Has anyone accused you of being too clear?
Updated: May 2
Caught off guard by a question at work, do you blurt out the first thing that comes to mind? Or do you take a moment to marshal your thoughts?
According to McLuhan & Davies Communications, most of us are not too adept at thinking on our feet. Extroverts tend to respond with far more information than the situation warrants, while an introvert, at worst, might say nothing.
Most communication is one-on-one, informal, and impromptu. Often your boss will ping or call you asking for updates and you don’t have time to prepare your speaking notes prior to replying. Here are some pointers on how to answer questions on the spot, how to explain complicated ideas more clearly, and how to be persuasive.
Be aware that your audience values you getting to the point. They value complex ideas being explained simply. Everyone suffers from information overload. If you don’t get to the point, you’re adding to the overload.
Place some kind of framework into your communication so that your audience can see you are organized and have thought about your answer. You have focused your answer into something digestible, something an audience can absorb. It forces you into brevity and clarity.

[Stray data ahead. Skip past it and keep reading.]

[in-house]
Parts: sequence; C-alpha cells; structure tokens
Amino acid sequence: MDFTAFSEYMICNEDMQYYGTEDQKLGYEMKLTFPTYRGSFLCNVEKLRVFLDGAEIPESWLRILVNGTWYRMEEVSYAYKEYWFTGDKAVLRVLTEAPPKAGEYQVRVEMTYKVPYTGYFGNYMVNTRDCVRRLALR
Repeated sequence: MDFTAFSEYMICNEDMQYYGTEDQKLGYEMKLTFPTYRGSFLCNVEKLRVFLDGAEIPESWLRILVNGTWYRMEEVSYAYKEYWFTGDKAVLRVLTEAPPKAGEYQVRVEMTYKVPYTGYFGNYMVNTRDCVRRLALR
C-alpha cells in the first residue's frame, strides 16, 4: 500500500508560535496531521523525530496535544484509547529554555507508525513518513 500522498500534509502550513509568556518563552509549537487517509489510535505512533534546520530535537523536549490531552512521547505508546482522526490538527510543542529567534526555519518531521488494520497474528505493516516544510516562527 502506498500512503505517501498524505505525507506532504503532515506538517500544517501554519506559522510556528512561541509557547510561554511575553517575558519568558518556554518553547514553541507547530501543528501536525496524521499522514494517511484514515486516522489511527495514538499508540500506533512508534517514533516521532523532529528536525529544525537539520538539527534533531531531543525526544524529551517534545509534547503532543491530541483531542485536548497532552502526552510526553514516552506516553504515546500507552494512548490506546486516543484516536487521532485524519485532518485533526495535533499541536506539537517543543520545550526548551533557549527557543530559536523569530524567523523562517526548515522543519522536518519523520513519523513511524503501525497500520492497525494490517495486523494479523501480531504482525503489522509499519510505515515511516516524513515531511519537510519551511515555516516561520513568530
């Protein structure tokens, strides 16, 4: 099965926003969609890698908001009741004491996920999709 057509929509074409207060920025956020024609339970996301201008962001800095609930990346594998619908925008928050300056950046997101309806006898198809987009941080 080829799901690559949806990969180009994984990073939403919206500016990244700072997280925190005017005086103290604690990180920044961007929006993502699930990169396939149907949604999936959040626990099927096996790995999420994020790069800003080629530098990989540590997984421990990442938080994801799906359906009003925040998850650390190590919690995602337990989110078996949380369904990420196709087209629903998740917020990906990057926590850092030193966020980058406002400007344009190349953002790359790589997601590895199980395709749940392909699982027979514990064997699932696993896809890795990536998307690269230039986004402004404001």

Strong verbal messages require focus. They also require substance. One item is not enough. Seventeen items is too many. Three items is enough for you, and your audience, to retain. Three items force you to focus on what is really important. It also focuses your audience on only having to listen to three. Remember your audience’s attention span.
Demonstrate your mental ability to be logical, and to move your audience through that logic. What if someone asks a question to which you do not know the answer? If you really don’t know the answer, say so. People expect and value honesty and directness. They don’t like waffling … Just acknowledge that you don’t know, but promise to get back to them — and then get back to them.
How do you buy time if you just need a moment or two to gather your thoughts?
Usually, people know the answer but get flummoxed, pressured, and have a hard time recalling what they know. One strategy that will buy you time involves instantly taking your questioner back in time, to review what happened.
For example, you are cornered by your boss to discuss your group’s sales performance. You can quickly frame a response by grouping all the details into what affected past sales, your targets for present sales, and your strategies for increasing future sales.
Anticipating questions that might be asked helps you respond to the tough ones when they do arise. We have upcoming opportunities for you to learn more!
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